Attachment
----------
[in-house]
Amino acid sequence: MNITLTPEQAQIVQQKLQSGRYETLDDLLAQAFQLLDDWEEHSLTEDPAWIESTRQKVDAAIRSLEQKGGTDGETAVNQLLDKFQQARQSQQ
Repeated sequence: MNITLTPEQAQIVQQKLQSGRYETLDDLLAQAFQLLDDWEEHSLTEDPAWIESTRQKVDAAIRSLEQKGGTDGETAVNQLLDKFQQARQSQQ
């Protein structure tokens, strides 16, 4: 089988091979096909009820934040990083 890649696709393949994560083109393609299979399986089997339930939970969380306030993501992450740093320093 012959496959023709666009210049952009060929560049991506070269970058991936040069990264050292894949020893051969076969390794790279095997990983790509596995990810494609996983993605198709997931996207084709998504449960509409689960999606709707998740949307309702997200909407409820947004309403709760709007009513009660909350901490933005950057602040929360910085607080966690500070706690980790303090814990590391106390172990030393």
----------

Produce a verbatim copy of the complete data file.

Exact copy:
[in-house]
Amino acid sequence: MNITLTPEQAQIVQQKLQSGRYETLDDLLAQAFQLLDDWEEHSLTEDPAWIESTRQKVDAAIRSLEQKGGTDGETAVNQLLDKFQQARQSQQ
Repeated sequence: MNITLTPEQAQIVQQKLQSGRYETLDDLLAQAFQLLDDWEEHSLTEDPAWIESTRQKVDAAIRSLEQKGGTDGETAVNQLLDKFQQARQSQQ
């Protein structure tokens, strides 16, 4: 089988091979096909009820934040990083 890649696709393949994560083109393609299979399986089997339930939970969380306030993501992450740093320093 012959496959023709666009210049952009060929560049991506070269970058991936040069990264050292894949020893051969076969390794790279095997990983790509596995990810494609996983993605198709997931996207084709998504449960509409689960999606709707998740949307309702997200909407409820947004309403709760709007009513009660909350901490933005950057602040929360910085607080966690500070706690980790303090814990590391106390172990030393």